Truth be told, “Ted” could have just worked with its crude yet irresistible humor as it scores one big laugh after another. But its main success is how it also combines that crude humor with a lot of heart. The movie is really about the power of friendships and the struggle to keep them going when other things get in the way. As crazy as Ted gets, be it humping a checkout scanner or even snorting cocaine, even he comes to see he has to change his ways just like John has to in his own way. But whatever you do, do not get Ted started on Teddy Ruxpin, seriously!
I have never watched “Family Guy” on a regular basis, so I cannot compare “Ted” to it. Regardless, this film does show him to have a great sense of humor as well as a good appreciation for the stranger parts of popular culture. It is also a must for fans of “Flash Gordon” as it pays homage to its so bad it is good qualities. MacFarlane also throws in jabs at other pop culture targets like Taylor Lautner, Justin Bieber, and even Brandon Routh whose performance in “Superman Returns” is not exactly respected here.
Wahlberg is utterly hilarious, but this should be no surprise to anyone who saw him share the screen with Will Ferrell in “The Other Guys.” The scene where he lists off “white trash girls names” in rapid fire succession is a comic highlight, but even that gets outdone by the vicious fight scene he and Ted have. For a moment I thought Ted would descend into Chucky (the doll from the “Child’s Play” movies) territory, but even he doesn’t get that crude. Still, it results in some of the biggest laughs I have ever had in a movie theater.
Mila Kunis remains as engaging as ever, playing the same wonderful type of character she played in “Forgetting Sarah Marshall.” Having her in this movie as Lori makes John’s need to get rid of Ted seem like a real no-brainer. Kunis also gets to play Lori as someone not bound by typical clichés, and she ends up making Lori the most intelligent person in the entire movie as a result.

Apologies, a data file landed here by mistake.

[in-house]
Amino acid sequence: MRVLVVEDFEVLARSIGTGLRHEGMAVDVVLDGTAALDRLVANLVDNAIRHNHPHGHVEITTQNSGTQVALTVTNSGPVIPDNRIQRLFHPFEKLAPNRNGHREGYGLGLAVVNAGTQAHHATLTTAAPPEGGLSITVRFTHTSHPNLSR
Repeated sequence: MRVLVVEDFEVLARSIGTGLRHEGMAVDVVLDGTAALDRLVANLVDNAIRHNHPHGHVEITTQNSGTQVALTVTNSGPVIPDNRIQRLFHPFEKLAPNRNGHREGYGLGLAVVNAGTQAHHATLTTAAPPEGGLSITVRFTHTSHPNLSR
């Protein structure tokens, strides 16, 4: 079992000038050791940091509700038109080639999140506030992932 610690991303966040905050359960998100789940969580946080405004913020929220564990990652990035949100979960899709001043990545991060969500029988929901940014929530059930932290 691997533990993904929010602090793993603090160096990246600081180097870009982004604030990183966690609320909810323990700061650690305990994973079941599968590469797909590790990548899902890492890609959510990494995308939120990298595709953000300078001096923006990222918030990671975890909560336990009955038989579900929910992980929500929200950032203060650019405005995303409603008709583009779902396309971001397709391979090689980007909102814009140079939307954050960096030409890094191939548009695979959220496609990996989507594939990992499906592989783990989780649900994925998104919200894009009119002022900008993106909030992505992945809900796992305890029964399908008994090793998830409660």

There is also Giovanni Ribisi showing up as crazed stalker Donny who wants to buy Ted from John so he can give the teddy bear to his son Robert (Aedin Mincks). Donny cannot bring himself to say no to anything his son wants (bad parent alert!), and this includes giving Robert a toy he may very well end up destroying. Granted, Ribisi’s role in “Ted” might seem unnecessary as it adds something the plot does not necessarily need, but it’s worth it just so we can watch his truly creepy dance to Tiffany’s “I Think We’re Alone Now.”
The design of Ted is that of a generic teddy bear, the kind you end up adding your own personality to. It was smart to go with this kind of bear instead of with some iconic stuffed animal with a built-in personality. You never quite know what is going to come out of Ted’s mouth next. While it may seem somewhat unrealistic for any teddy bear or stuffed animal to be having this much fun, women of any age are quick to hug one quicker than men nearby. This is the story of my life these days, dammit.
Seriously, “Ted” was one of the best comedies I ever got to watch in a theater. Now a lot of this has to do with my continued affection for stuffed animals after all these years, but it also proved to be one of those comedies which was not hit and miss like many I see. It speaks to those special memories we had with our stuffed animals growing up, and of how they eventually bec0me as crazy as us.
* * * * out of * * * *